If the COVID-19 pandemic has taught us anything, it’s that technology can help people stay connected during uncertain times. However, for many people and organizations, accessible technology was a challenge.
Finding solutions to a particular business challenge is the motivation behind Fox Board Fellows, an experiential learning program at Fox School of Business where students partner with a nonprofit organization on a project tailored to the organization’s needs.
Justine Braun, MS ’21, and Ted Magrane, MBA ’21, were among the 2020-2021 fellows who worked alongside a range of nonprofit organizations within the Delaware Valley. The graduate students participate as non-voting board members, attending meetings and activities the organizations hold.
Braun and Magrane were paired with SquashSmarts, an athletic and academic mentoring program supporting youth from several Philadelphia public schools.
Before the pandemic, students in the SquashSmarts program met three times a week to play squash and held in-person career development and tutoring. The move to online learning changed everything.
The organization used resources and funding previously intended for in-person activities to provide technology for online learning.
“SquashSmarts is a very in-person program, so what they had to focus on more is the families by providing these kids with stable internet or a quality laptop rather than trying to resume physical activities,” Magrane says.
The cancellation of in-person meetings also forced the fellows to initially pivot from their original goal. Together, they hoped to create an apprenticeship program that would provide an alternative option for students pursuing a career path other than attending college.
By keeping a virtual connection with the students, SquashSmarts was able to eventually implement the apprenticeship program.
“It was really important to the organization that we create a long-lasting impact to contribute to the organization that they can use for their community in the long run,” Braun says.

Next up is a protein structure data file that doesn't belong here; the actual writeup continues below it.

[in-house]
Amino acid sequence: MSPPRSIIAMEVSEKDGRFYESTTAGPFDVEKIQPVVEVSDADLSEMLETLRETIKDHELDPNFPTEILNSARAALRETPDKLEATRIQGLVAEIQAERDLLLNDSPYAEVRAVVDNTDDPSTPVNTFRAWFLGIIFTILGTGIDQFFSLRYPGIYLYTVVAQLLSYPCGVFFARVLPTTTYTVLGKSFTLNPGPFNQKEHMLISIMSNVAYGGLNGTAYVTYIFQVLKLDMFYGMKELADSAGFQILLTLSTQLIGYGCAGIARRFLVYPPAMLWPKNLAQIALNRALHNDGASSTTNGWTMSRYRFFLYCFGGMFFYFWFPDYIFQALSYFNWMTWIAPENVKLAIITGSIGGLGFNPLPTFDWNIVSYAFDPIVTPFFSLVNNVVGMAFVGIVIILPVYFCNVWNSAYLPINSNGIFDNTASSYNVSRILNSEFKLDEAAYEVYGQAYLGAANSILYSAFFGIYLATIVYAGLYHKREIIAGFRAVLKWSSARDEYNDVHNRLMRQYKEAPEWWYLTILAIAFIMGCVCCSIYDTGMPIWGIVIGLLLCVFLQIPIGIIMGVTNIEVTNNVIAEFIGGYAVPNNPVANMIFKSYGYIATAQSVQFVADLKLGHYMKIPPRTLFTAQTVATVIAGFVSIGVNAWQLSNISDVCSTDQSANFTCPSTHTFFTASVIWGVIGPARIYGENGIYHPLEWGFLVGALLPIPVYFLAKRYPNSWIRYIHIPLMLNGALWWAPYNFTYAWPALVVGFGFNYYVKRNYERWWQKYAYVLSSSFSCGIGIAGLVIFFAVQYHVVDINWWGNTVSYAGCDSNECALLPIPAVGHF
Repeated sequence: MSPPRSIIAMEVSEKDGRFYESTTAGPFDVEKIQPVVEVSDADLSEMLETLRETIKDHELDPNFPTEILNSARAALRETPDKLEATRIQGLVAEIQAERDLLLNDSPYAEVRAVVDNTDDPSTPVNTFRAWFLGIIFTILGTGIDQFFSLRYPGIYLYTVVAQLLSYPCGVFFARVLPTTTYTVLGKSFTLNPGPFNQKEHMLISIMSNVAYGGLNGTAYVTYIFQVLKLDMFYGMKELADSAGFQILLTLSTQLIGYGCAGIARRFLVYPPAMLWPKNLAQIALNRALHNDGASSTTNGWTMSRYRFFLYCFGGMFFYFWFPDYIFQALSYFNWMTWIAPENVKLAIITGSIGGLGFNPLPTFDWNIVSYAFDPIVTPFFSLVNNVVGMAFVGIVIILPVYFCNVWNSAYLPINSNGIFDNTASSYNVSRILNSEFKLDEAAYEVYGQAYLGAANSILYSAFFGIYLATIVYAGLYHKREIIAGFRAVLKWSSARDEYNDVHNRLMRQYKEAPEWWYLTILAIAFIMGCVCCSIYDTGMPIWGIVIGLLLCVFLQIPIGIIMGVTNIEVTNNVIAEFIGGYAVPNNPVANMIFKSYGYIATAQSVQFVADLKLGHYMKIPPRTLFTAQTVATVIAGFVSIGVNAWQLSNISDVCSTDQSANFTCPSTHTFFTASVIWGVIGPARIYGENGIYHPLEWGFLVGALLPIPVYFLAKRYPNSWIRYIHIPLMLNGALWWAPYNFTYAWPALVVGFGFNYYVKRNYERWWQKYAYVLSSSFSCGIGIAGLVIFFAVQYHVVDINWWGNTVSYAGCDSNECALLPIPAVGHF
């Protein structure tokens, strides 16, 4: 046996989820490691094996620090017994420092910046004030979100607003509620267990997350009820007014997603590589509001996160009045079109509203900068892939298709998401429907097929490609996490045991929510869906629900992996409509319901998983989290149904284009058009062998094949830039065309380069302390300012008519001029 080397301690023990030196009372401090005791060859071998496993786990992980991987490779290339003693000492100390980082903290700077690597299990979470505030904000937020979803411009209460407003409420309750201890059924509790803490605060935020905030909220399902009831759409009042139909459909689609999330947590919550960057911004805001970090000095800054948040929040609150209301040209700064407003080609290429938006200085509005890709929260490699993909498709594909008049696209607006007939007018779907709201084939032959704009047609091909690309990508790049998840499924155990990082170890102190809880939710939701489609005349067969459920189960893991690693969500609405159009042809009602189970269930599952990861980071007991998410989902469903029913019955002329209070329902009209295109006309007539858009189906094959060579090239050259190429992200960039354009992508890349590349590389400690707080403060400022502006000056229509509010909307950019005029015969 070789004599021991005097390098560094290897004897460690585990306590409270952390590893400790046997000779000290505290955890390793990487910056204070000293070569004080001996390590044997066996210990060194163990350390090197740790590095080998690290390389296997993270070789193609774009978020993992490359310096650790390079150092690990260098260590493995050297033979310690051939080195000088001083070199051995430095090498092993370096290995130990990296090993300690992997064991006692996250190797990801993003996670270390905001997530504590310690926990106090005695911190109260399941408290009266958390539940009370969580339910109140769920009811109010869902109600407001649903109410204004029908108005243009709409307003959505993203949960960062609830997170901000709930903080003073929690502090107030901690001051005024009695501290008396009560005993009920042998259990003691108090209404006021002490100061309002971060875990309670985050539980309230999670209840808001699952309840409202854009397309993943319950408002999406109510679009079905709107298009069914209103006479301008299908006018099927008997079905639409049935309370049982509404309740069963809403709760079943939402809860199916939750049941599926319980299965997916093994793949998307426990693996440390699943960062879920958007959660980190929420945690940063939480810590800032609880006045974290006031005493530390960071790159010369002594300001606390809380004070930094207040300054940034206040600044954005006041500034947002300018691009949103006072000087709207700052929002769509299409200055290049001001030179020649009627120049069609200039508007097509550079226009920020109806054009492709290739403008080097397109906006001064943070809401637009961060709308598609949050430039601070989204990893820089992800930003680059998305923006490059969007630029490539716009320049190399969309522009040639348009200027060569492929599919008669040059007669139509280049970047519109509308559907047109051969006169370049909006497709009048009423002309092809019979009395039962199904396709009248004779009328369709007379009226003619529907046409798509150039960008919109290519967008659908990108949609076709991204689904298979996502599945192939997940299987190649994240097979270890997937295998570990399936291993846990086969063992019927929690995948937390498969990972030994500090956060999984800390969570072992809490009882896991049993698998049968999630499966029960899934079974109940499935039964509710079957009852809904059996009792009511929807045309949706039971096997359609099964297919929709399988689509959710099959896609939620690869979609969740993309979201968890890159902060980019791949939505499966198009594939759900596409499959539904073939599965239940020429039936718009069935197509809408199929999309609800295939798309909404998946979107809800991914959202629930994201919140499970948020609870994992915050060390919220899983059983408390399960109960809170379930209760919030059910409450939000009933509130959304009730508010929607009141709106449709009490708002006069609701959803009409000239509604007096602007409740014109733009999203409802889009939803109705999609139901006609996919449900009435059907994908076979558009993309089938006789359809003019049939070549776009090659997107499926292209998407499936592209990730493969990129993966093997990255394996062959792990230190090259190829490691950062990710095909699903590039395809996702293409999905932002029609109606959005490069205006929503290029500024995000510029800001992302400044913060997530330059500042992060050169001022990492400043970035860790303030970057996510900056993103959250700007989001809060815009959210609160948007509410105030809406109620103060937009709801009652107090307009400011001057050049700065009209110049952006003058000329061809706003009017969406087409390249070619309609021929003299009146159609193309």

Magrane believes having an outside perspective is what SquashSmarts needed to navigate the pandemic and allowed it to implement the apprenticeship program despite the new challenges.
“Being able to evaluate what a company needs, even if they don’t know they need it yet, is super valuable,” Magrane says.
Meanwhile, MBA student Marissa Natole, also a Fox Board Fellow, found that her original project was still doable.
With some additional reliance on new technology, she introduced the use of business intelligence to combat donor attrition at Youth Mentoring Partnership (YMP), a Philadelphia nonprofit focused on providing mentorship and fitness to at-risk students.
Natole saw how the pandemic exacerbated an already existing issue of sustaining repeat donations and sought to implement a system to proactively keep donors engaged.
“It is so important for nonprofits to use the system effectively to retain their donors,” Natole says.
She suggested the use of the subscription-based fundraising software DonorPerfect. The program would allow YMP to identify its core donors and keep track of their patterns in order to encourage more donations.
“If we haven’t received a donation from someone who donates every six months, we should be reaching out at the five-month mark asking to donate,” Natole says.
YMP agreed to adopt DonorPerfect and donations are being accepted through the nonprofit’s website.
The fellows all agreed that technology helped their organizations adapt during a time when feeling disconnected from others was at the forefront of everyone’s minds.
“The organizations really tried to help us find good projects,” Braun says. “We weren’t just there listening to the board meetings, but actually contributing to the organizations and making an impact.”